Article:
Japanese financial institutions accounted in May for a meagre 5.2% of transactions in the country’s publicly quoted stocks, according to figures compiled by the (subscription only) Nikkei newspaper from data made available by the Tokyo Stock Exchange.
As previously noted in this blog, the TSE does not log who owns shares, only who has custody of them. So the Nikkei may have needed the co-operation of trust bank custodians in identifying the transacting parties.
The newspaper’s analysis pegs the level of trade by foreigners at 71.2% — compared with the less than 50% to which it plunged following the 2008 financial crisis — and by domestic individuals at 18.5%
Publication of the figures follows a new report from information technology research and consulting firm Celent on How to Trade in Japan: A User’s Guide to Japan’s Capital Markets. Its author, Neil Katkov, notes that:
“With high frequency trading strategies nearing 20% of equities volumes, it is only a matter of time for Japan to reach the advanced execution levels that characterize a fully modern market.”
Optimists have been saying this sort of thing about Tokyo for decades but so far it has never managed to catch up with its brethren.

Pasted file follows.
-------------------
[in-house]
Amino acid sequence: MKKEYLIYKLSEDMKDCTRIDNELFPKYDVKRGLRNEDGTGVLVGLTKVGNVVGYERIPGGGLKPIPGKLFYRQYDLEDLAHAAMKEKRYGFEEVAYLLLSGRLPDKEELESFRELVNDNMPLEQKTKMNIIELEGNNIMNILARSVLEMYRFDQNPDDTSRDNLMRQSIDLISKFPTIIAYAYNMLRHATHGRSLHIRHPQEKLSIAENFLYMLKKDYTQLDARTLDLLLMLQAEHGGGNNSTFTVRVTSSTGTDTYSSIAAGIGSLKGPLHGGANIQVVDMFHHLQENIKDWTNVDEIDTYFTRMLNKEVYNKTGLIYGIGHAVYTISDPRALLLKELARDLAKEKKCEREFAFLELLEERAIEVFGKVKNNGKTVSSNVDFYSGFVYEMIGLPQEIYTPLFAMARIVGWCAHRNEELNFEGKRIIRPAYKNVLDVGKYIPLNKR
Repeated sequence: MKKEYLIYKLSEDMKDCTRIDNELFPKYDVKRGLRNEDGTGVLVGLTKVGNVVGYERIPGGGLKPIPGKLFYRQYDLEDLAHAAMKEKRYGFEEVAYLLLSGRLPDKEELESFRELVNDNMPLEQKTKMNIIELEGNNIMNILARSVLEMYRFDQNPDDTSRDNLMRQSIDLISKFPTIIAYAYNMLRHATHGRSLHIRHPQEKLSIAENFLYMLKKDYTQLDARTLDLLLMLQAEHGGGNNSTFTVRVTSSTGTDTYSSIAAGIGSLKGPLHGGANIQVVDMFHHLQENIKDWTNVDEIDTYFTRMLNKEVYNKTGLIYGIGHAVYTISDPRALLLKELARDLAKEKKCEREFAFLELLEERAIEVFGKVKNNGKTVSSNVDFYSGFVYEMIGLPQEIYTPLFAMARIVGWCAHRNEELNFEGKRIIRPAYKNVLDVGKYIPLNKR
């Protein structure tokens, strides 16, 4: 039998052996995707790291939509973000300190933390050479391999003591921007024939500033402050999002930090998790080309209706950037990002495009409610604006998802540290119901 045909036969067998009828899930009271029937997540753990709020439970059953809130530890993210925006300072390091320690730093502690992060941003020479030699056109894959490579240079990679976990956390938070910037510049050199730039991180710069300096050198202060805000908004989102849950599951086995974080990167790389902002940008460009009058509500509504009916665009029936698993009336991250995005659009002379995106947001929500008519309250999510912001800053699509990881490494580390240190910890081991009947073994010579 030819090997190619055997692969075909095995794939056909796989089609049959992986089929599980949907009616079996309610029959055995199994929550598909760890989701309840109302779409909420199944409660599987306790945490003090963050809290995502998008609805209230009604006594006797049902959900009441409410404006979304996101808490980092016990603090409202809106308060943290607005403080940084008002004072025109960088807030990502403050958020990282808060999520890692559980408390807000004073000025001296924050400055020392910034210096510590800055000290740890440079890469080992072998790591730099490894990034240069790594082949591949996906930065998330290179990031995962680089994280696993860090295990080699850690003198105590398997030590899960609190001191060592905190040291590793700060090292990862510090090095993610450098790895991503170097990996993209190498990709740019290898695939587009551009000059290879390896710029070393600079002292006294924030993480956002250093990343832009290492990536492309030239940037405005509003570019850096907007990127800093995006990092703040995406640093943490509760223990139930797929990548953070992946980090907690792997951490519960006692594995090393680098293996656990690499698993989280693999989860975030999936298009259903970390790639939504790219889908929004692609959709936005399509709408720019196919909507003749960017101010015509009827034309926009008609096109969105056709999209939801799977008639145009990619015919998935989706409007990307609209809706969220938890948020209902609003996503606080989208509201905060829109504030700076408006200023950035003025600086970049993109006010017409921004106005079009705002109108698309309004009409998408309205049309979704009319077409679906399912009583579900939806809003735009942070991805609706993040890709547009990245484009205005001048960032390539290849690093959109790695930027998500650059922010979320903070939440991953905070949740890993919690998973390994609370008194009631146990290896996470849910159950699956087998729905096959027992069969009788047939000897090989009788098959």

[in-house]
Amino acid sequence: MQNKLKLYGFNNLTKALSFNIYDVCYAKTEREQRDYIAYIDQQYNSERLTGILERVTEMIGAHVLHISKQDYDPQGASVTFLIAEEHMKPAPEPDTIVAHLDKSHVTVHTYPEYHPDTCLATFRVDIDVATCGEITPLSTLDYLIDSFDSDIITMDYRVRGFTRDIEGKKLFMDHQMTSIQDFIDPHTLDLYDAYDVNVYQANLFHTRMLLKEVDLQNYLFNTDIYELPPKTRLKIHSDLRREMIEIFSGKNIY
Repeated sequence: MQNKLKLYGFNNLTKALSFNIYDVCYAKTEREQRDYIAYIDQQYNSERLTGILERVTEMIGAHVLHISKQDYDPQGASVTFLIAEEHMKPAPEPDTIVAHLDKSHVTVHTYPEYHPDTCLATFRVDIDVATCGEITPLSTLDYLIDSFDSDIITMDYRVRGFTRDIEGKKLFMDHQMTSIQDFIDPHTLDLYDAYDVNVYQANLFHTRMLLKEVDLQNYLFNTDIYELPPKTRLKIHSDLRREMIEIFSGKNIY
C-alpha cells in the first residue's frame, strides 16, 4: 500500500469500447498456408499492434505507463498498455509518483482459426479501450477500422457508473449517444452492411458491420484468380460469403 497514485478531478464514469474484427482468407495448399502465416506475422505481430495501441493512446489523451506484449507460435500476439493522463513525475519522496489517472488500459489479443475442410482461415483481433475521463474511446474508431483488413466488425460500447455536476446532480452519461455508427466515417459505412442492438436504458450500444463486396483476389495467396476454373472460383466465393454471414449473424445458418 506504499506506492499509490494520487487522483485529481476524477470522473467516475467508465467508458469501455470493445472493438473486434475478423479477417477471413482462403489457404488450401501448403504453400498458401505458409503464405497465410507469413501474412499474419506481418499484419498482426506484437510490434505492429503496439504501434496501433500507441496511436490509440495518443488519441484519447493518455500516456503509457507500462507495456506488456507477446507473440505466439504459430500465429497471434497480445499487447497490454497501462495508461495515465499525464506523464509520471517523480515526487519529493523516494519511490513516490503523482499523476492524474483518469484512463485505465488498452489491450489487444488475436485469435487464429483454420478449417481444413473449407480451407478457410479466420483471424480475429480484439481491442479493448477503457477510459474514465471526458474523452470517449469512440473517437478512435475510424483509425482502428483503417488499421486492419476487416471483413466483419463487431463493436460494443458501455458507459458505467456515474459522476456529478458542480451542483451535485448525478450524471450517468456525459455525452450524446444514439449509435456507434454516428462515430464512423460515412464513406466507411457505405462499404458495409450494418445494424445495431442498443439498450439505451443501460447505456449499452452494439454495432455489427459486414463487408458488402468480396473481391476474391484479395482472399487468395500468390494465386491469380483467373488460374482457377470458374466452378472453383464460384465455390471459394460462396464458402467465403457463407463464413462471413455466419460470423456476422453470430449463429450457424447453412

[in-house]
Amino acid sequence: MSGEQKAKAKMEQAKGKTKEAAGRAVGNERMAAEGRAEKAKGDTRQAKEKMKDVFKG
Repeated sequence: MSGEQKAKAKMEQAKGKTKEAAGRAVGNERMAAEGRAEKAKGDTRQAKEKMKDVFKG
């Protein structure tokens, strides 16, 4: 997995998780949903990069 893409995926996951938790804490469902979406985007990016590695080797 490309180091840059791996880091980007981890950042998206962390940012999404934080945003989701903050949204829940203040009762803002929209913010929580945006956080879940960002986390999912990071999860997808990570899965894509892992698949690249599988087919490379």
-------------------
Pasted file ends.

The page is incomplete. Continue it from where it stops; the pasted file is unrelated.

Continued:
A commentary in The Trade News Asia on the Celent report notes that “Japanese markets have been suffering for years from falling volume and prices, partly due to a lack of retail investor participation; something Katkov believes needs to be addressed in order to inject some vitality.
However if the Nikkei is right that institutional volumes are now at their lowest in “about 28 years”, then Celent may be looking in the same old places for the causes of Japan’s lack of dynamism and the problem is much worse than has previously been thought.
© 2012 Japan Pensions Industry Database/Jo McBride. Reporting on, and analysis of, the secretive business of Japanese institutional investment takes commitment, money and time. This blog is one of the products of such commitment. It may nonetheless be reproduced or used as a source without charge so long as (but only so long as) the use is credited to www.ijapicap.com.